Tightening Financial Conditions Bring Impacts to Asset Values

Tightening Financial Conditions In the first half of this year, US stock markets suffered a fall not seen in more than 50 years.

The S&P 500 index on Thursday June 30 was more than 20 percent down compared to January, a drop not experienced since 1970. The S&P 1500 Index, built by Bloomberg and incorporating companies of various sizes, has seen more than $9 trillion in stock value disappear since January. All sectors except energy stocks have suffered value reductions. On Wednesday June 29, Citi announced that it expected the S&P 500 to fall by another 11 percent by the end of the year.

Stock market declines have also occurred in Europe and Asia. The European Stoxx 600 index is down about 17 percent since January, while the MSCI index for Asia-Pacific markets is down 18 percent in value in US dollar terms. The FTSE All World index, which brings together stocks from advanced and emerging economies, has shrunk by just over 20% so far this year. Figure 1 shows how generally bad the global asset class performance has been in the first half of the year.

The perception of recession risks in the US and Europe has been a major factor in this flight of investors from stock markets. Although the numbers in the US labour market in May showed a high degree of heating, household consumption spending decreased in the month, on top of the numbers in the previous months that have been revised downwards. Consumer confidence indices have plummeted.

Figure 1: Global Asset Class Performance: A Painful 1H22

Figure 1: Global Asset Class Performance – A Painful 1H22. Source: Calamos Investment Team Outlooks, July 2022.

In housing, the unprecedented rise in mortgage interest rates since 2010 has reinforced this. An Institute of Supply Management (ISM) report, released on July 1, showed signs of a sharp drop in the pace of manufacturing activity in June.

There was a deterioration in indicators of manufacturing activity and consumer confidence in the German economy. The European economy was expecting the impact of the supply and price shocks resulting from the war in Ukraine. In Asia, the impacts of China’s zero-Covid policy led to a downward revision in growth forecasts. The real change corresponds to earlier signs that the growth slowdown in the US economy has joined that of other advanced economies.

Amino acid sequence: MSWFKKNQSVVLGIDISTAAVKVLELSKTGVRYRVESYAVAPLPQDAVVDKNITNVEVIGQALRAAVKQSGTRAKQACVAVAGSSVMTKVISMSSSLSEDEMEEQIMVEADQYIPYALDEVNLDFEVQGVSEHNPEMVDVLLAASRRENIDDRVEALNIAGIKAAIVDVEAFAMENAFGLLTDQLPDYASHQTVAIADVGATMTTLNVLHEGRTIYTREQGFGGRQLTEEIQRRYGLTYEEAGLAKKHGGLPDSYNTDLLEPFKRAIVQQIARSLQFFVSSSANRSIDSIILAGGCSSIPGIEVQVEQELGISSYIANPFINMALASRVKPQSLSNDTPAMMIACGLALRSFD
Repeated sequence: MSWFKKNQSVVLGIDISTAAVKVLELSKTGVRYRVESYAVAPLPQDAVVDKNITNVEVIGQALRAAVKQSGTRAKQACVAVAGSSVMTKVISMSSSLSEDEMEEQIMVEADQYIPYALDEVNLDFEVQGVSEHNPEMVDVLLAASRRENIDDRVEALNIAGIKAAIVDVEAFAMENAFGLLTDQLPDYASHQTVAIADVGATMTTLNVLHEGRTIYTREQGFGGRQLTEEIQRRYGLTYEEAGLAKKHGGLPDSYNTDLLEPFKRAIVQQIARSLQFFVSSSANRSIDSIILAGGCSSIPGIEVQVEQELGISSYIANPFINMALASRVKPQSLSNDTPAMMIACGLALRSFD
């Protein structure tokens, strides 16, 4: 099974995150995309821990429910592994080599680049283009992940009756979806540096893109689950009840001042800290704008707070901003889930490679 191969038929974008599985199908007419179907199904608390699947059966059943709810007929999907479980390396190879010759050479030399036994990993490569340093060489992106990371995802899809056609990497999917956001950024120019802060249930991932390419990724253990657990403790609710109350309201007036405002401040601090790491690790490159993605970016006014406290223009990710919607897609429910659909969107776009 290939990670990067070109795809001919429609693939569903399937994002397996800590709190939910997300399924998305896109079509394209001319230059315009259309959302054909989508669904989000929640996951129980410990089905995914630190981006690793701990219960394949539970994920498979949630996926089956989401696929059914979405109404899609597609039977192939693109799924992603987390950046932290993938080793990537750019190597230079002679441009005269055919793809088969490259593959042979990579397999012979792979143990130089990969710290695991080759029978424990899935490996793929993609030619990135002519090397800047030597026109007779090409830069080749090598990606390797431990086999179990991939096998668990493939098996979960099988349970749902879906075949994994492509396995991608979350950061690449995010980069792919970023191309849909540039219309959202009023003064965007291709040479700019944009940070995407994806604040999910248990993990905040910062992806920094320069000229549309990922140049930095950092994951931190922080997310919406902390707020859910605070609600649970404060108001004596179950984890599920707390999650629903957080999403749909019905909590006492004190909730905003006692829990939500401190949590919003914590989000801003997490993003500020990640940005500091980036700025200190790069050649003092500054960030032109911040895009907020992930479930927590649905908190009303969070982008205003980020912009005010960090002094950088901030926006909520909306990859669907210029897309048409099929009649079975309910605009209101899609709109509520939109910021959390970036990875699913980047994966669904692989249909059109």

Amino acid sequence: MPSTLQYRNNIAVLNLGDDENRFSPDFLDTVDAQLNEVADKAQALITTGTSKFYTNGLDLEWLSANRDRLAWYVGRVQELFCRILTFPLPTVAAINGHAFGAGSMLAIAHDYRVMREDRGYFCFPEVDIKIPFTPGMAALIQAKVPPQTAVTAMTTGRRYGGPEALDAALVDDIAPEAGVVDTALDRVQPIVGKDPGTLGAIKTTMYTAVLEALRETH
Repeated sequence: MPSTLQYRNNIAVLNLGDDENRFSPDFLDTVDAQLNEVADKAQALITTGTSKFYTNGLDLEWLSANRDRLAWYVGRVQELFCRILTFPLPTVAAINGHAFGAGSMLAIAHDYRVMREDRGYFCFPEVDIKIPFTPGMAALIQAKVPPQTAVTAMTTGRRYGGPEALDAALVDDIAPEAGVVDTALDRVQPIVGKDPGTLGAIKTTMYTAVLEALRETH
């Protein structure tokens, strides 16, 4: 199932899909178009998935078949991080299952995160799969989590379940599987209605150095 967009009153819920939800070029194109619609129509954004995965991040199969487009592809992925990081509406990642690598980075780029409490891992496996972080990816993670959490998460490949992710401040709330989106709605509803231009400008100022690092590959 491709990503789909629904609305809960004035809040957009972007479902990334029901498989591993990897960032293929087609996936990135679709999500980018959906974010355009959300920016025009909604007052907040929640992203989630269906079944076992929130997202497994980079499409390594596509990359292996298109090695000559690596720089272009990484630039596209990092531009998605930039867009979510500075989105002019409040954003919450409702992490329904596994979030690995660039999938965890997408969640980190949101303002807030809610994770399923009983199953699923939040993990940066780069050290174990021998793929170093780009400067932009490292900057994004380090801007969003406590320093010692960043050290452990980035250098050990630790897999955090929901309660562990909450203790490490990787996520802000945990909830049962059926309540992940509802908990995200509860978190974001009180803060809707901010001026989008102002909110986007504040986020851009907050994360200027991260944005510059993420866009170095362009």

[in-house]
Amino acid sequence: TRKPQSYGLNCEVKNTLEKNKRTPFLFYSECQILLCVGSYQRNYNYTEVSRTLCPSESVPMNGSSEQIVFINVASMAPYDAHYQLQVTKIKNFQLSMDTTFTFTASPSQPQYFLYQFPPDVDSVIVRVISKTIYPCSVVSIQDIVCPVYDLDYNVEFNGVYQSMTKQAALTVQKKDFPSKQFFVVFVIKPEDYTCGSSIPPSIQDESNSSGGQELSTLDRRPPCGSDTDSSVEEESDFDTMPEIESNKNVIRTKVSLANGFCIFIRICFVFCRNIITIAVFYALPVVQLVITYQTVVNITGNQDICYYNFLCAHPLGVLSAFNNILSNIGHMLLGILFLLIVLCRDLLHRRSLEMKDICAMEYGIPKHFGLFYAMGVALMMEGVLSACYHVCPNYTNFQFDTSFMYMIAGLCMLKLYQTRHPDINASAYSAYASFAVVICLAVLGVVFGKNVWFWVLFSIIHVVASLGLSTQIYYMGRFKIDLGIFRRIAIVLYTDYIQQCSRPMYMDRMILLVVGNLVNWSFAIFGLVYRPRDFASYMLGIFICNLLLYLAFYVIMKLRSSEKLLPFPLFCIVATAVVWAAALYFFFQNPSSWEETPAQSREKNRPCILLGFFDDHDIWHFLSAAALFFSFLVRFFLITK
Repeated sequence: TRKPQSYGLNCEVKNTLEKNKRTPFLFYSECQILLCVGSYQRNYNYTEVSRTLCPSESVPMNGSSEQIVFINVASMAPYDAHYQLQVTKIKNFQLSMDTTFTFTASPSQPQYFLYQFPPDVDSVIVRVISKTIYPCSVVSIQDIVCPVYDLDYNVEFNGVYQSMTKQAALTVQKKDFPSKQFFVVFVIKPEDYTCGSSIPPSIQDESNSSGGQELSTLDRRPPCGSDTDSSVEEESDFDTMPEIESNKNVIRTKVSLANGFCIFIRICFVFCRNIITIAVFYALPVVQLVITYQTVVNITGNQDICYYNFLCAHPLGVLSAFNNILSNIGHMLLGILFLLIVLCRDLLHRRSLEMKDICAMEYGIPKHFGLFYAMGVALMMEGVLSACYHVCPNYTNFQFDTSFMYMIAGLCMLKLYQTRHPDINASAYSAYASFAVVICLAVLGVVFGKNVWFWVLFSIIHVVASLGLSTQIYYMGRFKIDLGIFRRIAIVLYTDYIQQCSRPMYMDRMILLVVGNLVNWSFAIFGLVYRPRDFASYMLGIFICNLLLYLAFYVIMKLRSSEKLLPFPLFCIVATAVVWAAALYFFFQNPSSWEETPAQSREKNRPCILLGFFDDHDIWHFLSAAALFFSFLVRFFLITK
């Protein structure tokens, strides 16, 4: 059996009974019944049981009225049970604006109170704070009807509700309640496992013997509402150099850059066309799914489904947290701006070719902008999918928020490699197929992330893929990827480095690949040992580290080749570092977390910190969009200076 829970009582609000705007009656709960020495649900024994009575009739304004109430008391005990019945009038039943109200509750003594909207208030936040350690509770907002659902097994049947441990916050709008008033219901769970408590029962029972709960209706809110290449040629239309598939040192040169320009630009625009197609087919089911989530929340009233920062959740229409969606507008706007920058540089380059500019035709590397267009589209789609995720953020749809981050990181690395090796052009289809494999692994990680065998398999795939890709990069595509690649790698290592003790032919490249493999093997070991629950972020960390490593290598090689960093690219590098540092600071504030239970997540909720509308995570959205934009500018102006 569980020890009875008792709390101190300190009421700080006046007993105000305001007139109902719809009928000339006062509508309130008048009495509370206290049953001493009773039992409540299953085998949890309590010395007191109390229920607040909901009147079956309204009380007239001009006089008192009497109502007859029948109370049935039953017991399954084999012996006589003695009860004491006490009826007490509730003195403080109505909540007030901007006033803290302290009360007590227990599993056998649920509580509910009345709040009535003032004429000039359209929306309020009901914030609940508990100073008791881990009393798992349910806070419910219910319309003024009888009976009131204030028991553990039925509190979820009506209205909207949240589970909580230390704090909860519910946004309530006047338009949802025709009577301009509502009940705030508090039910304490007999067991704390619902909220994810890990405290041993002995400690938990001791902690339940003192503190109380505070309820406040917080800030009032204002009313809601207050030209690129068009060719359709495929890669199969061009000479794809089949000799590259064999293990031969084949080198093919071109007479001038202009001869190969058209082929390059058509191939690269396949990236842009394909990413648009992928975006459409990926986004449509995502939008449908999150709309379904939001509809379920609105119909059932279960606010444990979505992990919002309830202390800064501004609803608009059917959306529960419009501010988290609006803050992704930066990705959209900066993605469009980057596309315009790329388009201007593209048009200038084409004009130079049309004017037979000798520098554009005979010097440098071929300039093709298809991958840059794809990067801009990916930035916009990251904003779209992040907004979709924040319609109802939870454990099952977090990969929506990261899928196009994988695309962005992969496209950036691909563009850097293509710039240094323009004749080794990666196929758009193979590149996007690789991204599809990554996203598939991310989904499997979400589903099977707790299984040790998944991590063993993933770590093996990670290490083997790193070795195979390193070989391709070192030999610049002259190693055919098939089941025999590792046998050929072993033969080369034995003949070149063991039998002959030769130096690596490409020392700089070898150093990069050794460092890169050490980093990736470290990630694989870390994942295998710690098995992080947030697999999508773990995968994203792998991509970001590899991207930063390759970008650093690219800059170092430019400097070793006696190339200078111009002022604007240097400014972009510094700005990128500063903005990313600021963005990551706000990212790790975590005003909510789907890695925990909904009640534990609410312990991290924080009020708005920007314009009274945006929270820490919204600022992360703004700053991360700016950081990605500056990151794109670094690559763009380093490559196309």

A major factor in the withdrawal of equity investors has been the perception that signs of a slowdown will not reverse the trajectory of rising interest rates on either side of the Atlantic — previewed for later this year in the Euro area — and tightening of financial conditions. At the annual conference of European central bankers in Portugal on June 30, US Federal Reserve governor Jerome Powell spoke of “some pain” as necessary to return inflation to closer to the target average of two percent.

As Figure 2 shows, financial conditions have tightened as government bond yields have risen globally, including in most emerging-market economies except China. Such tightened conditions are expected to worsen as central banks keep moving along that path.

In this context, the stock devaluation fits in with other items of US monetary policy in the pursuit of lower inflation rates. In addition to the quantitative tightening — the gradual reduction of the Fed’s balance sheet, without a replenishment of the assets in the portfolio — the negative wealth effect of the fall in share values will help to contain aggregate demand, which corresponds to the Fed’s policy objective.

This is a significant difference from other moments in the recent history of the relationship between Fed policies and asset markets. In 1987, after an almost 30 percent drop in US stock prices, then-Fed president Alan Greenspan cut interest rates in what became known as a “Greenspan put”, a kind of insurance against losses similar to a put option purchased as protection against sudden losses in value. In this case, it was provided by the Fed, free-of-charge to asset holders.